Army sent back faulty ammo worth Rs 1,300 cr

MoD recommended various measures to ensure better quality control of ammunition and weaponry provided to Armed forces.

Published: 14th August 2016 08:15 AM  |   Last Updated: 14th August 2016 08:15 AM   |  A+A-

NEW DELHI: The devastating fire at the army’s central ammunition depot in Pulgaon, Maharashtra, in May, which claimed 19 lives and military equipment worth Rs 8 crore, was caused by faulty ammunition. Investigations into the fire incident have revealed that in the past three years, the army has returned faulty ammunition and weaponry worth over Rs 1,300 crore to the ordinance factories.

This shocking revelation comes at a time when a latest CAG report has pointed out that the ammunition of Indian Army, the world’s third largest military, was enough only to sustain fights for 20 days.

Faulty ammunition compounds the problem of shortage of the army’s firepower. According to figures compiled by the Ministry of Defence (MoD), in the last three years, 185 types of weapons and 70 kinds of ammunition, small arms, combat vehicles and instruments were sent back to ordnance factories for rectification as these were unfit for use. Though some of the deformity comes from factories, poor handling during transportation causes faults in the ammunition, according to an MoD official.

The Army uses fresh ammunition and weapons for its operations, while old ammunition is for training purposes.

The May 31 Maharashtra ammunition depot fire raised issues of faulty ammunition. Investigation by an MoD expert committee found that defective anti-tank mines caused the fire. The report maintained that last year ammunition and weapons worth Rs 483 crore were handed back to ordnance factories, while in 2014, the figure was Rs 445 crore and in 2013, it was Rs 402 crore. The rate of returned weaponry for rectification was over 3 per cent of the total ammunition. Experts say failure of faulty ammunition or weapons during operations can result in a huge loss of human lives and tactical reverses.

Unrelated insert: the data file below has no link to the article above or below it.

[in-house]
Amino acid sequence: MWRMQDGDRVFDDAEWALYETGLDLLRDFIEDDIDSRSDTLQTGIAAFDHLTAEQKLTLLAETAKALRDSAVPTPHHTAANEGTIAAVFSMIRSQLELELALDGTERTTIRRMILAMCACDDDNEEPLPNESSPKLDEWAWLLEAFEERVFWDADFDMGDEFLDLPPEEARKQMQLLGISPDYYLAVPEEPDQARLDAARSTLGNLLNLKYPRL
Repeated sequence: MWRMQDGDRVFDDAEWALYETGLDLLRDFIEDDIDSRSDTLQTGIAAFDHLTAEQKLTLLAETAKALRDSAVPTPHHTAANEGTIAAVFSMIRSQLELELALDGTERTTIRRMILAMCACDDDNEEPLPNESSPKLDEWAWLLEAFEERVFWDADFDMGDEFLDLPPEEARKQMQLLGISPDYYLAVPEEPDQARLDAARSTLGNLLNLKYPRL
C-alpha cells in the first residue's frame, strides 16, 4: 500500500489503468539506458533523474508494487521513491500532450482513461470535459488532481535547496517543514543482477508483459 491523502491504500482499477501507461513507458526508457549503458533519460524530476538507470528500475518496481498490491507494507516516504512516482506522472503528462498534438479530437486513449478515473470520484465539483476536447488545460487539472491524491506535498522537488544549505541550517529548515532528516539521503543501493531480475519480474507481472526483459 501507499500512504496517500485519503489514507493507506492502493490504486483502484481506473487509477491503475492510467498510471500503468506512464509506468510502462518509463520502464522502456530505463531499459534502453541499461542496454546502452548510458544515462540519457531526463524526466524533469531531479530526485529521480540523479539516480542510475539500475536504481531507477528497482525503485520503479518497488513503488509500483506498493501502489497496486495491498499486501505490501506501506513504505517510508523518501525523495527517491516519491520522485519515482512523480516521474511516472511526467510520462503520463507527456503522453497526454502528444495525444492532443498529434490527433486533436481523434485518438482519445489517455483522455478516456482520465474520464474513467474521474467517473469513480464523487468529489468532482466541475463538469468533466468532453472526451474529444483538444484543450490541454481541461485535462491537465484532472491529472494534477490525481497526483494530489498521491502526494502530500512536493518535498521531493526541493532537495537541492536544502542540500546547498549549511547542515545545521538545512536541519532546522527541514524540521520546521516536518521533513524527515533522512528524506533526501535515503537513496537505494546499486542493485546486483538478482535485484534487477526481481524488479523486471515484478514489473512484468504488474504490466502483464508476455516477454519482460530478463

Taking lessons from the Maharashtra fire, the MoD recommended various measures to ensure better quality control of ammunition and weaponry provided to armed forces.

From now onwards, an officer of the rank of Senior Administrative Grade or Judge Advocate General, has been nominated as Quality Control Officer in each ordnance factory to look after the quality area of the factory. The Ordnance Factory Board (OFB) has set up an independent authority to audit the existing Quality Control System with respect to input material, manufacturing process, and adherence to specified acceptance criterion etc.

At the factory level, audits are carried out regularly. A Failure Review Board has been constituted in each factory to review and analyse the causes of defects during manufacturing and final acceptance inspection and suggest remedies to eliminate recurrence of the same in future production.

Stay up to date on all the latest The Sunday Standard news with The New Indian Express App. Download now


Disclaimer : We respect your thoughts and views! But we need to be judicious while moderating your comments. All the comments will be moderated by the editorial. Abstain from posting comments that are obscene, defamatory or inflammatory, and do not indulge in personal attacks. Try to avoid outside hyperlinks inside the comment. Help us delete comments that do not follow these guidelines.

The views expressed in comments published on are those of the comment writers alone. They do not represent the views or opinions of or its staff, nor do they represent the views or opinions of The New Indian Express Group, or any entity of, or affiliated with, The New Indian Express Group. reserves the right to take any or all comments down at any time.

flipboard facebook twitter whatsapp